Just like millions of teenagers around the world, Daniel has a dream: to help make the world a better place. Having just turned 16, he recognizes one of Zambia’s biggest challenges: food systems are not robust enough to meet the needs of the population.
“When I grow up, I want to use technology to modernize the way people farm. There are new technologies like hydroponics that can help farmers improve their yields and grow nutritious food. Zambian farmers depend on rain-fed crops, but with this system, crops can be grown each and every month,” says Daniel sitting outside his home in Kitwe, Zambia’s industrial hub, where he lives with his parents and three siblings.
Daniel first learnt about this technology when the World Food Programme (WFP) came to his school to set up a hydroponics garden in collaboration with the Ministry of Education. These gardens provide nutritious meals to students throughout the year without the threat of climate shocks – making a difference to children's health, nutrition and education.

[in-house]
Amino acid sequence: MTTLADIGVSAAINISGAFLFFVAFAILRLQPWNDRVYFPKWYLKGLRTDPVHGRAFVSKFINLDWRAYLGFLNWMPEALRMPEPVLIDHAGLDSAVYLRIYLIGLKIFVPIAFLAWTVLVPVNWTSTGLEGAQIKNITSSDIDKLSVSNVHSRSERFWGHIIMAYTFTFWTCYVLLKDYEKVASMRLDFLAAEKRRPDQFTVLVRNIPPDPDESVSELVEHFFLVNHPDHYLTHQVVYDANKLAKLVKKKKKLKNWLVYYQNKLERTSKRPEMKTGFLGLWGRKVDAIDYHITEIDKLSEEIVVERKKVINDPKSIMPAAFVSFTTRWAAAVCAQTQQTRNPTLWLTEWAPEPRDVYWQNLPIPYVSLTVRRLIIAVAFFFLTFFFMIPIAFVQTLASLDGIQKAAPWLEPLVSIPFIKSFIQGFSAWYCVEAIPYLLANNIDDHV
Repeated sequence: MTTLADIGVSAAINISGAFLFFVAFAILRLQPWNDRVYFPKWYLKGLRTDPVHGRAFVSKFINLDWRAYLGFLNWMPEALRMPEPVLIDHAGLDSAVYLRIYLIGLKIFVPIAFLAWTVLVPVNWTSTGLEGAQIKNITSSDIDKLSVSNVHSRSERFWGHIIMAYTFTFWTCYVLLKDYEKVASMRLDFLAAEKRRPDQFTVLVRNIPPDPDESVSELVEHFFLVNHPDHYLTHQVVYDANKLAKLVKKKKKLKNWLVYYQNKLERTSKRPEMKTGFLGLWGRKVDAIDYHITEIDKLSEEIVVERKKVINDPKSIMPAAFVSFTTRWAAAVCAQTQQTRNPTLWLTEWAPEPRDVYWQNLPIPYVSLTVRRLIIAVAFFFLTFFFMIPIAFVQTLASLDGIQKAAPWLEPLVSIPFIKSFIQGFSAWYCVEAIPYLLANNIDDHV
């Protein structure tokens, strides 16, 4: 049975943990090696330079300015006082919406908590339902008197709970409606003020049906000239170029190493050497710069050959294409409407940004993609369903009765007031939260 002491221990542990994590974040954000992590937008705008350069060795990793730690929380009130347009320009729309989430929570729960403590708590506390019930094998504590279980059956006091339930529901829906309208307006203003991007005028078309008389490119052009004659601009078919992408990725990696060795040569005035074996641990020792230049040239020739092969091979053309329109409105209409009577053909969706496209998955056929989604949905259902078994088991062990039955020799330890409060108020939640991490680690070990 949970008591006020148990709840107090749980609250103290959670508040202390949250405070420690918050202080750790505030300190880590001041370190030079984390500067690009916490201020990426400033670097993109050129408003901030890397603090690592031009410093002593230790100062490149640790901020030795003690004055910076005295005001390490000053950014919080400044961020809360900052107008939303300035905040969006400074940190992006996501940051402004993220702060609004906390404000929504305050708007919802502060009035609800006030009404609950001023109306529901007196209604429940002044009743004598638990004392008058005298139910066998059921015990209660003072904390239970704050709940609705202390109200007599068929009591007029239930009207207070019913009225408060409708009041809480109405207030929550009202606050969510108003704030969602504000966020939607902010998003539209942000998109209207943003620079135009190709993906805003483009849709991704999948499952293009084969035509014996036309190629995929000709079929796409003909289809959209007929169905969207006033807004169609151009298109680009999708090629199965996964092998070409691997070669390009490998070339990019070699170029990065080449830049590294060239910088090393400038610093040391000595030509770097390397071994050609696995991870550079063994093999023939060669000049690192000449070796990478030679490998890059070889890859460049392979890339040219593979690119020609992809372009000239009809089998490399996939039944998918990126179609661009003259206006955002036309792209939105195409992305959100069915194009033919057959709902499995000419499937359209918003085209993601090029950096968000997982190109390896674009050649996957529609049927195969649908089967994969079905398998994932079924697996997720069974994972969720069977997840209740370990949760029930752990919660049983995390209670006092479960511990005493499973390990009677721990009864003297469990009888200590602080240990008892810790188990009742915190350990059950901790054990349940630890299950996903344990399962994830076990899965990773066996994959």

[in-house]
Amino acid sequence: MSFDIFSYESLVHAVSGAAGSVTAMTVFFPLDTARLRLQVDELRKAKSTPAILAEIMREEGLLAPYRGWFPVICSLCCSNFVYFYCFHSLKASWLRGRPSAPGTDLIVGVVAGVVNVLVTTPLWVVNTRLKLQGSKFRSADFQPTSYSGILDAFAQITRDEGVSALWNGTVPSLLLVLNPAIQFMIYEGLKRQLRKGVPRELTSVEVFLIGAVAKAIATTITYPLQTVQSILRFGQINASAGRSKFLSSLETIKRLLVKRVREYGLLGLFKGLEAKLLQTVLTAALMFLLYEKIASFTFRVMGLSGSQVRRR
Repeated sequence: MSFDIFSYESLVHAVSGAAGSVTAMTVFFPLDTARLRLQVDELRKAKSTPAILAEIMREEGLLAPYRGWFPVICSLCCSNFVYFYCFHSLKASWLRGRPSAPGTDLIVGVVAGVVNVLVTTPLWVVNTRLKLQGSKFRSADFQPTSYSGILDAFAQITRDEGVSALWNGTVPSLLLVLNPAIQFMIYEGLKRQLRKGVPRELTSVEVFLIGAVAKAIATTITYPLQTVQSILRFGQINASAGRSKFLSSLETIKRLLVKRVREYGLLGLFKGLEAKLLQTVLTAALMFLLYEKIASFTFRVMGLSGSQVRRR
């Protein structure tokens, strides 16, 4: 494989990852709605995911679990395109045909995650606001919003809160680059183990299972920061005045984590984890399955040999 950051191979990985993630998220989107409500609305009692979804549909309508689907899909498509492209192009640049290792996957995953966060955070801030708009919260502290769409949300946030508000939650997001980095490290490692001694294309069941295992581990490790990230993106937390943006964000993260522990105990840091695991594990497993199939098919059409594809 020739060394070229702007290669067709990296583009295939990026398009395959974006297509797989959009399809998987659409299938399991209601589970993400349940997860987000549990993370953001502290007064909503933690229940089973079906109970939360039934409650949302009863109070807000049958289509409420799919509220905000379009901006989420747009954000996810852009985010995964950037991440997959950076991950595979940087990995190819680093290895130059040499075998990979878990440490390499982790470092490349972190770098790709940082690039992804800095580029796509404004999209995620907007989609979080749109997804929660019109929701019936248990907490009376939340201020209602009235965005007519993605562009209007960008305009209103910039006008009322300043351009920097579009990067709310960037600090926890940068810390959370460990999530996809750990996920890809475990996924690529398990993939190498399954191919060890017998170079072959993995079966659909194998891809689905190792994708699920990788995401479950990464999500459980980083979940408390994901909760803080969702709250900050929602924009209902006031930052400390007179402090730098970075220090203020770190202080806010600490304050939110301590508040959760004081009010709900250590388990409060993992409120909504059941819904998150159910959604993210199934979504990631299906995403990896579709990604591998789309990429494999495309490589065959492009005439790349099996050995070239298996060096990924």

With the hope of tackling Zambia’s food system problem and growing nutritious food for his family in a sustainable way, Daniel decided to take the knowledge he learnt from school and replicate the hydroponics site at home.
“When WFP first came to my school, I thought 'wow, these people are amazing'. I never thought you could grow plants without soil. I said I have to try to do this at home. I knew I could do it. I started trying to replicate it, until finally I built my own greenhouse,” Daniel says.
As hydroponic equipment is expensive, Daniel had to improvise on the material he used. “I used creative thinking to build the site. I thought of using tyres and plastic sheets as a place where the water could fit in and used wood to make the beds. I even made a pump using wood and rubber to oxygenate the water. My school gave me some hydroponic fertilizer to get me started. Since then, I’ve been experimenting with local solutions that I can use. I tried to make fertilizer by soaking a sack of compost in a bucket of water for 28 days so that the nutrients dissolve into the water. The pH wasn’t good for hydroponics, but I will keep experimenting until I find a solution,” he says.
Read the complete article at www.reliefweb.int.